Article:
In his conclusion of the “What Older People Want” study Dr. Judd commented on the importance of recognising that “some older people will want to move and/or downsize, whether this is for lifestyle, health/ability or other reasons.” The question is how many. There are property developers who believe there will be enough to generate revenue and profit.
The following table lists seven ASX property stocks with ongoing operations in senior residential care and living.
52 Week % Change
2 Year Earnings Growth Forecast
2 Year Dividend Growth Forecast
Lend Lease Group
The two biggest players here both offer the safety of diversification to investors. Stockland Corporation Limited (SGP) is currently Australia’s largest diversified property group with interests in industrial sites and office buildings, retail centres, and residential communities and retirement living villages. The company could become substantially bigger as it has an offer on the table to acquire rival Australand Property Group (ALZ). However, a competitive bid is now on the scene and Stockland has stated it will not raise its offer. However, the company has been offloading assets and is now reportedly considering selling 11 villages at a potential price between $60 and $70 million dollars. These villages are in more affordable areas, in contrast to Stockland retirement properties in mid-city locations. The company insists the retirement operations are a growth business and Stockland remains committed to the business.
In the Half Year 2014 Results announced in February showed a 5% profit increase, with the largest increase – 42% – coming from the Retirement Living sector. Stockland recently signed a partnership agreement with Opal Aged Care to take over the four aged care service facilities at Stockland retirement properties.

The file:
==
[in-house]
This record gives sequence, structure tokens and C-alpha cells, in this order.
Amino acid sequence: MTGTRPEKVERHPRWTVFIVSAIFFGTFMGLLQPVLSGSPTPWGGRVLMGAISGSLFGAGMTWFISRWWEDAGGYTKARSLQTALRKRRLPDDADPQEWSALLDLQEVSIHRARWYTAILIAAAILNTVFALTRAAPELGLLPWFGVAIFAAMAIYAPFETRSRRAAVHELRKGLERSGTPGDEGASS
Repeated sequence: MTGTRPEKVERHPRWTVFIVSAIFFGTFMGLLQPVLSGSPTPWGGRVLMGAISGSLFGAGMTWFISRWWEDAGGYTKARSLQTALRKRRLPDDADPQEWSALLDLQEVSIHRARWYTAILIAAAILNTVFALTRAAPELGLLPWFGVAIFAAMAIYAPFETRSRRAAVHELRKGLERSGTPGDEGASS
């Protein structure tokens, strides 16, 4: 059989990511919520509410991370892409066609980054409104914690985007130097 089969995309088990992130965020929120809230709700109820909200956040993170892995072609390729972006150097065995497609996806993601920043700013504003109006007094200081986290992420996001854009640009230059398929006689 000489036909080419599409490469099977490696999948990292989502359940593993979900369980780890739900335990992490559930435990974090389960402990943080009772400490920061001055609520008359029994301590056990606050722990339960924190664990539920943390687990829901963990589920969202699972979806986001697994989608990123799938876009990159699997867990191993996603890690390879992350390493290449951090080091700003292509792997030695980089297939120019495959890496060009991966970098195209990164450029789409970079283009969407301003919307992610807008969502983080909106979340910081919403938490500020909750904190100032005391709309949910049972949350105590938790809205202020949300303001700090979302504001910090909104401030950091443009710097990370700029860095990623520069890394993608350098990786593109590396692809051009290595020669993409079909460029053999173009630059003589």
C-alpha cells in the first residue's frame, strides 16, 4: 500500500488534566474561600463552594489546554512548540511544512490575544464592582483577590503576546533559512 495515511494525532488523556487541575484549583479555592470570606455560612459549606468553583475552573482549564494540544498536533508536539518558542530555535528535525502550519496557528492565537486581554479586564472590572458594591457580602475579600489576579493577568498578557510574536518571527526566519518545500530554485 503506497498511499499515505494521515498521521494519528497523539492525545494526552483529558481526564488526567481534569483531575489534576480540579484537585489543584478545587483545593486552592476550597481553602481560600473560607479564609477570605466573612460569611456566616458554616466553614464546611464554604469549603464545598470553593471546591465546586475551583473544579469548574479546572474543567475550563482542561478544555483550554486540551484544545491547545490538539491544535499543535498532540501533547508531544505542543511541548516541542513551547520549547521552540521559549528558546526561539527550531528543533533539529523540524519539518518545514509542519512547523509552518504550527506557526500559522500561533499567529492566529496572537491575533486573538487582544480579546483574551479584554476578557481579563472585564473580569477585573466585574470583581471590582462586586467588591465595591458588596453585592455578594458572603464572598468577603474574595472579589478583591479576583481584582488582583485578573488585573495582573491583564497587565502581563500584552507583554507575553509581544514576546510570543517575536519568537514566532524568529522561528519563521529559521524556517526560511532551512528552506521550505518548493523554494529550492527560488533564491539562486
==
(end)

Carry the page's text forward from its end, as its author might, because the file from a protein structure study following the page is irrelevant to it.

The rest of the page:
Lend Lease Group (LLC) is a broadly diversified property and infrastructure group operating in Australasia, Europe, the Middle East, and the Americas. The company is fully integrated, offering services from funding and development to construction and management. Projects include hospitals, bridges, roads, commercial and retail building, and residential communities. Lend Lease operates about 70 retirement communities in Australia and New Zealand and has a substantial presence in the United States as well. Offerings here include retirement village homes, apartments, and “serviced” apartments including meals and maintenance. The company’s mixed use and residential communities are a larger part of the business than the retirement villages. Analysts are largely bullish on LLC, with a consensus Overweight rating and seven analysts with Buy recommendations. Stockland also has an Overweight consensus rating with five analysts recommending investors buy the stock. Both companies have rewarded long term shareholders. Here is a five year price movement chart for LLC and SGP.